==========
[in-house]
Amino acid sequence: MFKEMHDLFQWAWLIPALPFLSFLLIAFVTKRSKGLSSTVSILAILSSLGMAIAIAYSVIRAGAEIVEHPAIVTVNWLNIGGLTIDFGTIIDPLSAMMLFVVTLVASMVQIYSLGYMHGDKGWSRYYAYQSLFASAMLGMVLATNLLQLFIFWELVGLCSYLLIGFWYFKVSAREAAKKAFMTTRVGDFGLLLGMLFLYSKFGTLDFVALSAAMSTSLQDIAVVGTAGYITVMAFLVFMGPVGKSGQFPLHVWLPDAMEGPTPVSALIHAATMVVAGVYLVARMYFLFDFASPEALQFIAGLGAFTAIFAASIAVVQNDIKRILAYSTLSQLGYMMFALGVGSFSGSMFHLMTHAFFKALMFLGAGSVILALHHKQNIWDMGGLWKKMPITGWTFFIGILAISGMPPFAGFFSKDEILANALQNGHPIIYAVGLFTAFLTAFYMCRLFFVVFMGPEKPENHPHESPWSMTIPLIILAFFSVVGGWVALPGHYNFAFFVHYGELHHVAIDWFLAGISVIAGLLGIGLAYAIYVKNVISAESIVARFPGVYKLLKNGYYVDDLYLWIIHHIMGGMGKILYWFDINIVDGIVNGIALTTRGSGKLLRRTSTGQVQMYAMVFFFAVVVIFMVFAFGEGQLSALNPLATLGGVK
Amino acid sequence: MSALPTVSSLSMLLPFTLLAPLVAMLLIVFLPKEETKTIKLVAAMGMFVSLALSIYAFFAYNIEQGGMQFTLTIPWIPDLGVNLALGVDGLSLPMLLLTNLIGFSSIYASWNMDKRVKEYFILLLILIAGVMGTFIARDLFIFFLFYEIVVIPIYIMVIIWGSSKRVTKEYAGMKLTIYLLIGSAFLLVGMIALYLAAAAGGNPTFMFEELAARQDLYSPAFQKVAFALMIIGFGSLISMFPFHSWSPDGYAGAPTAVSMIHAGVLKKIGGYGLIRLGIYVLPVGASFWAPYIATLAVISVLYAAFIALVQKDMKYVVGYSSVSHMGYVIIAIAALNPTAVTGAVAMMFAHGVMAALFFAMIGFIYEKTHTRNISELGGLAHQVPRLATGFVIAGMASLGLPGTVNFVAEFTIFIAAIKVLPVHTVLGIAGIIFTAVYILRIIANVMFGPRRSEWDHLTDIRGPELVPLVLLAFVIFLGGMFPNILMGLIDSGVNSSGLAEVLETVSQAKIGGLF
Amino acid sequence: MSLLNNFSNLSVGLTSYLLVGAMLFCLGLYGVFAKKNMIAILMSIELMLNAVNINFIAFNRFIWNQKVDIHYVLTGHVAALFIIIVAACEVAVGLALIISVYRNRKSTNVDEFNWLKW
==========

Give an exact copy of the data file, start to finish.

[in-house]
Amino acid sequence: MFKEMHDLFQWAWLIPALPFLSFLLIAFVTKRSKGLSSTVSILAILSSLGMAIAIAYSVIRAGAEIVEHPAIVTVNWLNIGGLTIDFGTIIDPLSAMMLFVVTLVASMVQIYSLGYMHGDKGWSRYYAYQSLFASAMLGMVLATNLLQLFIFWELVGLCSYLLIGFWYFKVSAREAAKKAFMTTRVGDFGLLLGMLFLYSKFGTLDFVALSAAMSTSLQDIAVVGTAGYITVMAFLVFMGPVGKSGQFPLHVWLPDAMEGPTPVSALIHAATMVVAGVYLVARMYFLFDFASPEALQFIAGLGAFTAIFAASIAVVQNDIKRILAYSTLSQLGYMMFALGVGSFSGSMFHLMTHAFFKALMFLGAGSVILALHHKQNIWDMGGLWKKMPITGWTFFIGILAISGMPPFAGFFSKDEILANALQNGHPIIYAVGLFTAFLTAFYMCRLFFVVFMGPEKPENHPHESPWSMTIPLIILAFFSVVGGWVALPGHYNFAFFVHYGELHHVAIDWFLAGISVIAGLLGIGLAYAIYVKNVISAESIVARFPGVYKLLKNGYYVDDLYLWIIHHIMGGMGKILYWFDINIVDGIVNGIALTTRGSGKLLRRTSTGQVQMYAMVFFFAVVVIFMVFAFGEGQLSALNPLATLGGVK
Amino acid sequence: MSALPTVSSLSMLLPFTLLAPLVAMLLIVFLPKEETKTIKLVAAMGMFVSLALSIYAFFAYNIEQGGMQFTLTIPWIPDLGVNLALGVDGLSLPMLLLTNLIGFSSIYASWNMDKRVKEYFILLLILIAGVMGTFIARDLFIFFLFYEIVVIPIYIMVIIWGSSKRVTKEYAGMKLTIYLLIGSAFLLVGMIALYLAAAAGGNPTFMFEELAARQDLYSPAFQKVAFALMIIGFGSLISMFPFHSWSPDGYAGAPTAVSMIHAGVLKKIGGYGLIRLGIYVLPVGASFWAPYIATLAVISVLYAAFIALVQKDMKYVVGYSSVSHMGYVIIAIAALNPTAVTGAVAMMFAHGVMAALFFAMIGFIYEKTHTRNISELGGLAHQVPRLATGFVIAGMASLGLPGTVNFVAEFTIFIAAIKVLPVHTVLGIAGIIFTAVYILRIIANVMFGPRRSEWDHLTDIRGPELVPLVLLAFVIFLGGMFPNILMGLIDSGVNSSGLAEVLETVSQAKIGGLF
Amino acid sequence: MSLLNNFSNLSVGLTSYLLVGAMLFCLGLYGVFAKKNMIAILMSIELMLNAVNINFIAFNRFIWNQKVDIHYVLTGHVAALFIIIVAACEVAVGLALIISVYRNRKSTNVDEFNWLKW